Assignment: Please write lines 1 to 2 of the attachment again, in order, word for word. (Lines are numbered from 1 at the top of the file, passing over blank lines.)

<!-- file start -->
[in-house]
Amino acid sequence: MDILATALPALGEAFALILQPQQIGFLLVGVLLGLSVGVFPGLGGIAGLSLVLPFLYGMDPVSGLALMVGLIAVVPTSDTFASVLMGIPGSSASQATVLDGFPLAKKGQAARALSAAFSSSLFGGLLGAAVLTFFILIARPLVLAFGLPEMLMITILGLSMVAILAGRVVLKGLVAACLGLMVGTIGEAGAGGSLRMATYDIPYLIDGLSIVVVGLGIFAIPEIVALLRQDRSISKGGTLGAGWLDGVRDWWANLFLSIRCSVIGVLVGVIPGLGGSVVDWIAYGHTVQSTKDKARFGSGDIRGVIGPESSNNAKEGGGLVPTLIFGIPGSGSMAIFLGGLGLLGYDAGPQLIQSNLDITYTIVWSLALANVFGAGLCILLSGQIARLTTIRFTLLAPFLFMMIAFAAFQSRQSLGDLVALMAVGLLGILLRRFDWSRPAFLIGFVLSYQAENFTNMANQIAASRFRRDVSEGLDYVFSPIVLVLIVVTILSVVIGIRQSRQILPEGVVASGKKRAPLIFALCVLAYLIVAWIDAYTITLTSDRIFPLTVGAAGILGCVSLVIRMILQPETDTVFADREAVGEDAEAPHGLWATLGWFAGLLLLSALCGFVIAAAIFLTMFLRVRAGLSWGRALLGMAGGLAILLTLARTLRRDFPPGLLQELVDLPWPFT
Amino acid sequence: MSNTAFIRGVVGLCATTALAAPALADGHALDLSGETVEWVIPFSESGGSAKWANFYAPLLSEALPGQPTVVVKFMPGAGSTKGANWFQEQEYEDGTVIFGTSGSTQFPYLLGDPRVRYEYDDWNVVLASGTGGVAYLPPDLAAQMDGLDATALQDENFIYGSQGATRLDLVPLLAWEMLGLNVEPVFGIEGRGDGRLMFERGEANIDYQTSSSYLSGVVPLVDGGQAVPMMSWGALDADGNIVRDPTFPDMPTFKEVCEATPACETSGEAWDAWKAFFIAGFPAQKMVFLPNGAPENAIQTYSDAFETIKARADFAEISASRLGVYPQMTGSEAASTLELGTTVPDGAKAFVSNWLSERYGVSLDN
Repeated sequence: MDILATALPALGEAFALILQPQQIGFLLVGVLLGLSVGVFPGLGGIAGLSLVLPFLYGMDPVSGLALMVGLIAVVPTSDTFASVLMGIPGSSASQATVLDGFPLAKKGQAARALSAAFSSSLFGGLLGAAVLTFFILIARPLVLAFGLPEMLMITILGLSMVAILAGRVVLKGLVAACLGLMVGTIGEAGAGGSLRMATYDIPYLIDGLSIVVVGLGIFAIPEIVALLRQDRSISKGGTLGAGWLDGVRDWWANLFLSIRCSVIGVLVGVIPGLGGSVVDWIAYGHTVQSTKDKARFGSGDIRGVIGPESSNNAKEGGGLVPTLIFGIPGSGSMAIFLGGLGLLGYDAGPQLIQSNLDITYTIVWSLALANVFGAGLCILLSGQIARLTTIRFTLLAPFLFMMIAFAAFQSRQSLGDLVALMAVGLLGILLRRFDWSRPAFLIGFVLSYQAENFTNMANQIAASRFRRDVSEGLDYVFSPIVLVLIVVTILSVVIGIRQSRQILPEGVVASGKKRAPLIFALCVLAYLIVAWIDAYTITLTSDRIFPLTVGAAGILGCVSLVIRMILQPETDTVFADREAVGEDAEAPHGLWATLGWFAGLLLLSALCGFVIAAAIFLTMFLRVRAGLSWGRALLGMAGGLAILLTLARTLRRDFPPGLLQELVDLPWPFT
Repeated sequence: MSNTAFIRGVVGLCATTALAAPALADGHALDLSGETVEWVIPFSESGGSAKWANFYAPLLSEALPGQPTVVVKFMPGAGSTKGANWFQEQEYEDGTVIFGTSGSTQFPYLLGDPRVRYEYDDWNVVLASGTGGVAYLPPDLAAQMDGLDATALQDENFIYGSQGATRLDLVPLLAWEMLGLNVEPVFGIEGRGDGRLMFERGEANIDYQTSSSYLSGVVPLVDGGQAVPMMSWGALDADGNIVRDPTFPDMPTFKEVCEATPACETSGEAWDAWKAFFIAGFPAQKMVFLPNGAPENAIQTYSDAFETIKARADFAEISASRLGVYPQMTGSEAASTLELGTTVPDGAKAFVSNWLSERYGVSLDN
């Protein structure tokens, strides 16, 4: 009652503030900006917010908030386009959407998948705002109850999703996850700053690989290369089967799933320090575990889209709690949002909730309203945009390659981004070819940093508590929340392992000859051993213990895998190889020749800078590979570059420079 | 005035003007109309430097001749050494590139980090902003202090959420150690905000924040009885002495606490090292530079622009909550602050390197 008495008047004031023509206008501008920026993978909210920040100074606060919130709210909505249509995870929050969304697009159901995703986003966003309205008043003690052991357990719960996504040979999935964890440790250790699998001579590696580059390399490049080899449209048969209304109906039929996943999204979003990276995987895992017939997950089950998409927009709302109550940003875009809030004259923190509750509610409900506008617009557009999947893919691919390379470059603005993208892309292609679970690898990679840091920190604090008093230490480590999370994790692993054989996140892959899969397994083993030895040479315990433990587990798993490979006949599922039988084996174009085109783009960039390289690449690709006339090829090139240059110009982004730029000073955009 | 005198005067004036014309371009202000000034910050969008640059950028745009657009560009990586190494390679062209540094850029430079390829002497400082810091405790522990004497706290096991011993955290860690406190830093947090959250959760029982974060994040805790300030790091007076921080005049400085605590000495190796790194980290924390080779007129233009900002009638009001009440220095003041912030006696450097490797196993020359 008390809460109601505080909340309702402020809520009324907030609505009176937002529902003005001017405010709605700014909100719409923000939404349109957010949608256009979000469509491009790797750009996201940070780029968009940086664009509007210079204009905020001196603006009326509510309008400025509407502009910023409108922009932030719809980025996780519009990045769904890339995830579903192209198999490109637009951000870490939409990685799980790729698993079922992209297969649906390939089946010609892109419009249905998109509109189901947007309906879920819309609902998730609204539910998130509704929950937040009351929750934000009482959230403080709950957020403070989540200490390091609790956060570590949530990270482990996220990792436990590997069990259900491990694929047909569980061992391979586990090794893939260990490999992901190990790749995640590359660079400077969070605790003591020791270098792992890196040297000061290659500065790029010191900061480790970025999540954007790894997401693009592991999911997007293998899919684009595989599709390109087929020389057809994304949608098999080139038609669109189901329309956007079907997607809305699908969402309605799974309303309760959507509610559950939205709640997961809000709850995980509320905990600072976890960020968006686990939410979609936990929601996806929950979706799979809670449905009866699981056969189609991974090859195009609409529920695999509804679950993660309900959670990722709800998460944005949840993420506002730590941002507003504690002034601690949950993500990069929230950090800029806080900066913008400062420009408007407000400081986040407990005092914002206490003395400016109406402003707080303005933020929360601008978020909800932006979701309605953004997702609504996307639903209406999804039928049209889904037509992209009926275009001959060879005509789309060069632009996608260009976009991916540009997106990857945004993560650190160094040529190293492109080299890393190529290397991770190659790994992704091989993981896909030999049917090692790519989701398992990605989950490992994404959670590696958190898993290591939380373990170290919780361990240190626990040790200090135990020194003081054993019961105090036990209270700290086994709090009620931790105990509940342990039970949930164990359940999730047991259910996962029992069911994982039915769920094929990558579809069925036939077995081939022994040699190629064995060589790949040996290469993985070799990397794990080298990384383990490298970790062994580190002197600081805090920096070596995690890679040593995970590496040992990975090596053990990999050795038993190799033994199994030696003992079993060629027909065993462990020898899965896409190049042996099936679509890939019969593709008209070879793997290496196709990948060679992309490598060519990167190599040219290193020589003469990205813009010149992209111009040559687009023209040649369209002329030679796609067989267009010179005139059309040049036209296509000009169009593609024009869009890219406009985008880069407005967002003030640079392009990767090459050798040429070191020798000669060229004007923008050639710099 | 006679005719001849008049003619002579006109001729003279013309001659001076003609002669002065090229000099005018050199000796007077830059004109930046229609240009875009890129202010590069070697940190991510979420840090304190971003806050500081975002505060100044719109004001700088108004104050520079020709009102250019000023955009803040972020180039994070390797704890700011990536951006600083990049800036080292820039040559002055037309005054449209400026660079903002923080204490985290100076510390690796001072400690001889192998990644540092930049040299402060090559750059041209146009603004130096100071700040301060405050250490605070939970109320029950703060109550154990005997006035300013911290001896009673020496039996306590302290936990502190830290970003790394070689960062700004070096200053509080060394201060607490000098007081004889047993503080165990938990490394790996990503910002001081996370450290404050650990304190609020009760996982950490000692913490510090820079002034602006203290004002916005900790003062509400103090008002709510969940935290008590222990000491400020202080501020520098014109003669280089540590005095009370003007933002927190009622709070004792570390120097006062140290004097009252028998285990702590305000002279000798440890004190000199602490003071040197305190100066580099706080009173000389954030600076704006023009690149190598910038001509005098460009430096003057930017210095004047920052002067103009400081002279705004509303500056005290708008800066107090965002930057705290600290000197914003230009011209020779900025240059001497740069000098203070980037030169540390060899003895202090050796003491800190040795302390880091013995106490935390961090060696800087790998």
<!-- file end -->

[in-house]
Amino acid sequence: MDILATALPALGEAFALILQPQQIGFLLVGVLLGLSVGVFPGLGGIAGLSLVLPFLYGMDPVSGLALMVGLIAVVPTSDTFASVLMGIPGSSASQATVLDGFPLAKKGQAARALSAAFSSSLFGGLLGAAVLTFFILIARPLVLAFGLPEMLMITILGLSMVAILAGRVVLKGLVAACLGLMVGTIGEAGAGGSLRMATYDIPYLIDGLSIVVVGLGIFAIPEIVALLRQDRSISKGGTLGAGWLDGVRDWWANLFLSIRCSVIGVLVGVIPGLGGSVVDWIAYGHTVQSTKDKARFGSGDIRGVIGPESSNNAKEGGGLVPTLIFGIPGSGSMAIFLGGLGLLGYDAGPQLIQSNLDITYTIVWSLALANVFGAGLCILLSGQIARLTTIRFTLLAPFLFMMIAFAAFQSRQSLGDLVALMAVGLLGILLRRFDWSRPAFLIGFVLSYQAENFTNMANQIAASRFRRDVSEGLDYVFSPIVLVLIVVTILSVVIGIRQSRQILPEGVVASGKKRAPLIFALCVLAYLIVAWIDAYTITLTSDRIFPLTVGAAGILGCVSLVIRMILQPETDTVFADREAVGEDAEAPHGLWATLGWFAGLLLLSALCGFVIAAAIFLTMFLRVRAGLSWGRALLGMAGGLAILLTLARTLRRDFPPGLLQELVDLPWPFT